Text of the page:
READ MORE: Ramming Success into Inglewood

"My motto is that downtown, L.A. Live revitalized the area," he said.

But not everyone in the city thinks the stadium will be as great as it seems.

Some business owners, like Jack Levan, owner of Vajra Books and Gifts, fear that the stadium will force local businesses out of the area. Koffman disagrees.

"There will be some turnover, but some businesses will probably stay there and make their own improvements," Koffman said. "The stadium will help the unemployment rate in the area as businesses hire more local people to work."

Although Koffman does believe the development will bring some challenges – including higher rents – as property values increase, he stands firm in his beliefs. The way Koffman sees it, building stadiums in certain areas, like Inglewood, does work and will benefit the neighborhood greatly.

Frequent flyer: Business from LAX

Across from the stadium site at 3750 Century Boulevard, a sign stands advertising a business space available for lease. This location offers direct access to the stadium and will likely see high foot traffic on game days.

Andrew Dilfer works for Jones Lang LaSalle, the company that owns the space and said the building is explicitly for companies that help serve LAX, specifically freight boarding and trucking.

"LAX itself will dictate enough companies that need to be around it," Dilfer said. "I mean it's great for Inglewood to have the Hollywood Park go there, but I think you still need large square footage of industrial buildings around the airport to support the functions of the freight boarding industry."

While Dilfer thinks the NFL stadium will be beneficial to Inglewood, he explained that Inglewood is already a popular destination for business due to its availability of real estate and its convenient location.

"You've got a big industrial pocket of companies that have come from Culver City and Marina Del Rey into Inglewood because there's no space up there, so it's been a catcher's mitt for that as well as companies who want to be by the airport," Dilfer said.

JLL's building on Century Boulevard has four tenants. Although the company still has the sign up to advertise an open space, Dilfer confirmed that the spot has already been filled. Looking forward, Dilfer agrees that real estate straight across from the stadium is a coveted spot, but emphasized that businesses surrounding the stadium cannot suddenly cater only to NFL fans.

"If the stadium went to one of the sites, not the Carson one, but the one way out in the City of Industry there's absolutely nothing around there so the infrastructure around there would be set up for that, but here you've got a city that was doing just fine before this," Dilfer said. "You've got the infrastructure already here."

A play on perspective

Although Christal Ryles attended college on the East Coast and once resided in both the Valley and Long Beach, the 29-year-old calls Inglewood her home. She was born and raised in the city and has now returned to live in the house she grew up in.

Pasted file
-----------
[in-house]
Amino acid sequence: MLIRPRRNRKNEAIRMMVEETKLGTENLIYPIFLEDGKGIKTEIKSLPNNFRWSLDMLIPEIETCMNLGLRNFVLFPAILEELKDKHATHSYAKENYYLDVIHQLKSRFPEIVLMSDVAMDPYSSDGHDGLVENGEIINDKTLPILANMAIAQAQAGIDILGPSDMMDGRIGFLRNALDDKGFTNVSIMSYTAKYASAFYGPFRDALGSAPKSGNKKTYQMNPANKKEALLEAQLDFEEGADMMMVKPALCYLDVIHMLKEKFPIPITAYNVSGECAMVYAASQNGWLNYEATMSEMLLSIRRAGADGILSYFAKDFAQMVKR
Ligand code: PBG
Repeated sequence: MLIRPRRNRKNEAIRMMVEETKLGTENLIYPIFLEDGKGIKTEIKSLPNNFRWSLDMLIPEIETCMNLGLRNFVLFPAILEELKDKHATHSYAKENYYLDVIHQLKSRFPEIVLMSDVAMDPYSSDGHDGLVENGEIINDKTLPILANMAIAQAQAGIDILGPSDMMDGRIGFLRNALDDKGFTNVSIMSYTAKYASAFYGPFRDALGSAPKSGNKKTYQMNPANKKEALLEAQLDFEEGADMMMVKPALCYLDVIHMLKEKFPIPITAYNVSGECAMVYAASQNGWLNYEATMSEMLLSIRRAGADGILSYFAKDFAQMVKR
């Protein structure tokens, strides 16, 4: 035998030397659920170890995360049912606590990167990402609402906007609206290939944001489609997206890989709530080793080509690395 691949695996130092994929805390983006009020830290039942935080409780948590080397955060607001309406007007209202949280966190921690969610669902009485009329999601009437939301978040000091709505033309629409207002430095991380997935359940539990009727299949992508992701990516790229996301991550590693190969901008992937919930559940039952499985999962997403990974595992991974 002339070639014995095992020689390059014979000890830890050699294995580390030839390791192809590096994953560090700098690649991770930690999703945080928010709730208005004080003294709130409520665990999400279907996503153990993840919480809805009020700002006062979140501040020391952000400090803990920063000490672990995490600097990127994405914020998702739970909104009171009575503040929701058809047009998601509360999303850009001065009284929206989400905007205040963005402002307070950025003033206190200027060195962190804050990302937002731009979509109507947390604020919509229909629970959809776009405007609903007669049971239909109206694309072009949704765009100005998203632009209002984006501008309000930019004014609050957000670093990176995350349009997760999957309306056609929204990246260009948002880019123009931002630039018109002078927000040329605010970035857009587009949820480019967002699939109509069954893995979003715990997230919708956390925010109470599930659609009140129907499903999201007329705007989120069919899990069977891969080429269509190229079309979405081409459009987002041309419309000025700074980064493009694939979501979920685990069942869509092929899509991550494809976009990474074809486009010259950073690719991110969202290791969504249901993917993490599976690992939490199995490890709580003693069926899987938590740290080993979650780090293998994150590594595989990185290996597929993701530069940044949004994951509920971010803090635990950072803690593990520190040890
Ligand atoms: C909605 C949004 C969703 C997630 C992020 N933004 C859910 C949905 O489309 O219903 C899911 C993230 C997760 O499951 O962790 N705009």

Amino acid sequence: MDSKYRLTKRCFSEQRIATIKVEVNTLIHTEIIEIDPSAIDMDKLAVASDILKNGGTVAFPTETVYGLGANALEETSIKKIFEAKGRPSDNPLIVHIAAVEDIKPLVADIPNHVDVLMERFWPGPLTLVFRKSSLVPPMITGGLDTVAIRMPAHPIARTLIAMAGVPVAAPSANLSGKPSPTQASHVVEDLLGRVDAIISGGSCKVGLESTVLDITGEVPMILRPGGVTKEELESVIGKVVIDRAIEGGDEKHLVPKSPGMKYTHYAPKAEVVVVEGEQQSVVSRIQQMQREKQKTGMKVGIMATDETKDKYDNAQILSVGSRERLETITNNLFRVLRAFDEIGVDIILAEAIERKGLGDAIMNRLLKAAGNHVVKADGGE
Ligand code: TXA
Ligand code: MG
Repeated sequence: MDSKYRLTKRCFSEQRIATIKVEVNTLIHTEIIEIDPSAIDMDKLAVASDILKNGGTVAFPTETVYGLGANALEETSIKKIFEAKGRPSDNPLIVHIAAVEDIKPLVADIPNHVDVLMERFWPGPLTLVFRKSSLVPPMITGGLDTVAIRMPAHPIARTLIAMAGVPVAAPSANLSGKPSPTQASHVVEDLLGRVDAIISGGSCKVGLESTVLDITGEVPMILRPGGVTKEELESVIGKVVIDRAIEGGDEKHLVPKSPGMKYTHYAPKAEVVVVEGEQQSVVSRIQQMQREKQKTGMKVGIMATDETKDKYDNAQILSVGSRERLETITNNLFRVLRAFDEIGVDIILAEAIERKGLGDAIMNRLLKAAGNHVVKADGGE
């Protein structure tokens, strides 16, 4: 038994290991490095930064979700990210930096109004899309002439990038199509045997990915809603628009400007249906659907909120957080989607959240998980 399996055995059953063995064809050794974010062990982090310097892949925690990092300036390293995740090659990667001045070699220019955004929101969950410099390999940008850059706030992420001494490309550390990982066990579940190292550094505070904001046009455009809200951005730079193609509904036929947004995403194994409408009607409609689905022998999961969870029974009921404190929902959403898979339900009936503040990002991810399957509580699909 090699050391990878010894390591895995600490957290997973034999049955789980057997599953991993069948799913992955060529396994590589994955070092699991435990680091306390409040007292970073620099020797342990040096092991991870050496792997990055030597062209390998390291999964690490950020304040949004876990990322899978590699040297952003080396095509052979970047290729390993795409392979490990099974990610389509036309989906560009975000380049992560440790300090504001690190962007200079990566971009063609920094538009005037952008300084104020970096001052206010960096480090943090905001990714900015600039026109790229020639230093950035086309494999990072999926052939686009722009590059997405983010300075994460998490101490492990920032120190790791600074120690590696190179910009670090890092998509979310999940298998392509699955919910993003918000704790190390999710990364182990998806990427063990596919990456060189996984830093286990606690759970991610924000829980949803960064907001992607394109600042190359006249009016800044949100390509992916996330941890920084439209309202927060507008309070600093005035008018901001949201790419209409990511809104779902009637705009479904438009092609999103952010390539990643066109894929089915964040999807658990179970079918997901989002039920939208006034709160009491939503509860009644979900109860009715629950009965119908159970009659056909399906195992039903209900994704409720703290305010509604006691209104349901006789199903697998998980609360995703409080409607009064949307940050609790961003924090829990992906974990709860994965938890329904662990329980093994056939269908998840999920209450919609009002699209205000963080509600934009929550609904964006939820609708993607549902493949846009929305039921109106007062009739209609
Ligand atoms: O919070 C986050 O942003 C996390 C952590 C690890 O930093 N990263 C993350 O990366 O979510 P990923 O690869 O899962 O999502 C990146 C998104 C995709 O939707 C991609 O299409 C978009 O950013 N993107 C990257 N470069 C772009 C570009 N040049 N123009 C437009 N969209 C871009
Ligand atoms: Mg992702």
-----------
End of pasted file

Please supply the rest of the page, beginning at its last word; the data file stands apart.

The Ryles family owns both their home, which is located in the neighborhood across from the soon-to-be NFL stadium, and an apartment building close to the Metro line. Ryles thinks some landlords may increase rent if there is an opportunity to do so, but is not positive her family would follow suit with their own rental property.

Ryles said she'd rather have renters who pay on time than raise rent simply because they have the opportunity to do so. Consistent tenants who the family does not have to worry about evicting are the main concern of the family.

"We respect the community," Ryles said. "We have a genuine concern and love for the people in Inglewood. It's more about being fair and doing the right thing."

As a longtime Inglewood resident, Ryles said the people who are from the city and live in the city absolutely love it. Outsiders, on the other hand, sometimes may not see the beauty of Inglewood.

Ben Tomjack moved from Nebraska to Los Angeles last October. The 25-year-old stayed at a friend's home in Culver City while looking for an apartment for himself and two other friends. After seeing multiple advertisements on Craigslist for a house in Inglewood, Tomjack decided to check out the property. When he arrived, he knew immediately the property was not what he was looking for, particularly because of its condition.

"The house itself was not the reason why I didn't want to live there specifically, but the neighborhood it was in. I pictured myself walking around after dark by myself, and I didn't feel good about that," Tomjack said.

After his experience in Inglewood, Tomjack decided he would find a place to rent in a different city.

Lots of uncertainty, little time

The foresight of real estate experts mixed with the opinions of residents, business owners and politicians makes predicting the future of Inglewood difficult and leaves many questions surrounding community sustainability unanswerable. At least for now.

Comparisons to other similar venues that have been established in comparable communities suggests not a rapid improvement, but one gradually happening over time.

But if there's one thing that's for sure, it's that Inglewood has less than three years to prepare for what many are hoping might be the most revolutionary change in its history.